Effectively Supporting Practice Staff with Learning Disabilities

FPM takes a look at why you should consider employing an individual with learning disabilities and what support mechanisms are available for GP practices in the UK.

Individuals with learning disabilities often experience discrimination, stigma, bullying, and exclusion, with only 5.8% in the UK in paid employment. However, there are some employers who have identified a large pool of talent in employing those with a learning disability, which leads to a more diverse and inclusive work environment.

According to UK government statistics, there are currently 1.2 million disabled people in the UK who are willing and available to work. The workforce of disabled employees is massively underutilised as there appears to be a low expectation from employers when recruiting disabled employees.

In 2015 the NHS launched the Learning Disability Employment Programme (LDEP) to support the development of local and national solutions to remove barriers and increase employment opportunities for people with a learning disability and/or autism in the NHS in England, and it also encourages service improvements.

It is possible to make simple changes to the way tasks are carried out without a high cost and some changes have no cost at all further to this the corporate image and reputation can be enhanced positively with stakeholders, your customers, and the workforce if you recruit and retain employees who are disabled.

The Recruitment Process – knowing what to expect

The UK is currently experiencing a record number of job vacancies and there is a talent pool of potential candidates with learning disabilities that employers can attract from. It is important to note that the traditional recruitment process and interview techniques are not always beneficial to those with learning disabilities and there is a lot more to the process as opposed to thinking of the general questions, such as ‘how do I make this person with a learning disability more comfortable?’.

Expectations need to be adjusted: we tend to have expectations when interviewing such as a firm handshake and good eye contact, however, candidates with learning disabilities may have trouble with traditional social skills and it is important to keep this in mind. You should allow more time for the interview than the typical interviewing time slot, as this will result in the candidate not feeling rushed.

Rethink your interview questions: there are many traditional interview questions that can create a roadblock for those with learning disabilities. A candidate who has autism spectrum disorder often thinks quite literally, so questions asked should be centred around the role only and you should avoid questions that do not relate directly to the role.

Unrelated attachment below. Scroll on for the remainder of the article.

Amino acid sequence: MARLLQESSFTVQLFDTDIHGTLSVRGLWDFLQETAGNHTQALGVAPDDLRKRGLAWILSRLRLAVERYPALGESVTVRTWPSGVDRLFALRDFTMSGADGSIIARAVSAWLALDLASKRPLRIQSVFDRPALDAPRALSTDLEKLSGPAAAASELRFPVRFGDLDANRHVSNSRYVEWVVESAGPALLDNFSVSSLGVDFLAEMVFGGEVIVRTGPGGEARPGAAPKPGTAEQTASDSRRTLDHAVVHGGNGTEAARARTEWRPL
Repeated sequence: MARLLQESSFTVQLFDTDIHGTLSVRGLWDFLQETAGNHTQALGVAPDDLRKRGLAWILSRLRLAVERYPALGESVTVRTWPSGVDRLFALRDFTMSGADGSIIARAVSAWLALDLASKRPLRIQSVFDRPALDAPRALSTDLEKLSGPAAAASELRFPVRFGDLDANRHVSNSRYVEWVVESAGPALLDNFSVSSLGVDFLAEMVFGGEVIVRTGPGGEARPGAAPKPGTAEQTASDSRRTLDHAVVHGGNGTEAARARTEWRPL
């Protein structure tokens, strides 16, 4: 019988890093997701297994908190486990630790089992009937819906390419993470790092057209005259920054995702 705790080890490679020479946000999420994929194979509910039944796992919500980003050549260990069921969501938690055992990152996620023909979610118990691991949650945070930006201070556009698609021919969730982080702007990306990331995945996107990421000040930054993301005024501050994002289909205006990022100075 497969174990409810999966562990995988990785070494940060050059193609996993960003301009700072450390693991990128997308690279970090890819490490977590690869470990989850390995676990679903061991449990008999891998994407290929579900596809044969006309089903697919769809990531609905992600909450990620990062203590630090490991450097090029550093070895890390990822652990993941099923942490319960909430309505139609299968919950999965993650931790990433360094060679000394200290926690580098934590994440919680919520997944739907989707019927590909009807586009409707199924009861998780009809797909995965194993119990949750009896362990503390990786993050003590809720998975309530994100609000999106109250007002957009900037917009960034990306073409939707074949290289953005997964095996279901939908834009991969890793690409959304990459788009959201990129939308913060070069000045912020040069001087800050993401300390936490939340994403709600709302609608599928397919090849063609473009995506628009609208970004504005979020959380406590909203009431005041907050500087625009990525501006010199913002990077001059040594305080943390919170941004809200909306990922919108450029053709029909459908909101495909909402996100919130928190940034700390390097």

If you are interested in hiring an employee with a learning disability, the Disability Confident Campaign and CIPD have developed a guide for line managers on employing people with a disability or health condition and you can read more about this by clicking here.

When recruiting a candidate with learning disabilities, what support can you offer them? 

There are many types of learning disabilities, and each one needs to be managed differently. Becoming knowledgeable on your new employee’s needs will help you to provide effective line management support, as you can learn what positive attributes they have and adjust their tasks to suit them. Further to this, you can offer reasonable adjustments to make their experience more comfortable:

  • Appointing a colleague to act as a mentor or buddy in the workplace can create a safe and positive experience for the individual. If they feel that they are struggling, they will have someone to talk to.
  • Being mindful that change in the workplace may be difficult for the employee, it is important to talk about change in advance before it happens to minimise any upset the individual might feel.
  • For those with a physical disability, you should consider the design of the workstations, check that you have appropriate seating, and provide flexible work breaks.
  • Communicating clear boundaries with regards to the time of work and interaction with others is important.
  • You can consider the use of paid or unpaid leave for medical appointments.

In the UK there are several organisations you can contact who can help support you and your employees who have a learning disability.

  • Mencap is a UK learning disability charity that works with people with learning disabilities and assists them with their careers and offer excellent advice on this to employers.
  • Remploy UK offers specialist employment and skills support for disabled people and those with health conditions, their website offers advice on how you can attract and retain talent for those with learning disabilities.
  • Careers with Disabilities UK offer information and guidance for inclusive employers.  

Many organisations and businesses in the UK face staff shortages and teams who feel burnout due to excess workload. There is a large pool of talented people who have learning disabilities out there who are eager, more than willing, and waiting to get into work.

Created by Ciara Burns
Ciara Burns
Ciara is the HR Consultant at FPM Group who writes and produces content on a wide range of topics such as HR best practices, employment law, recruitment, policies, and procedures.


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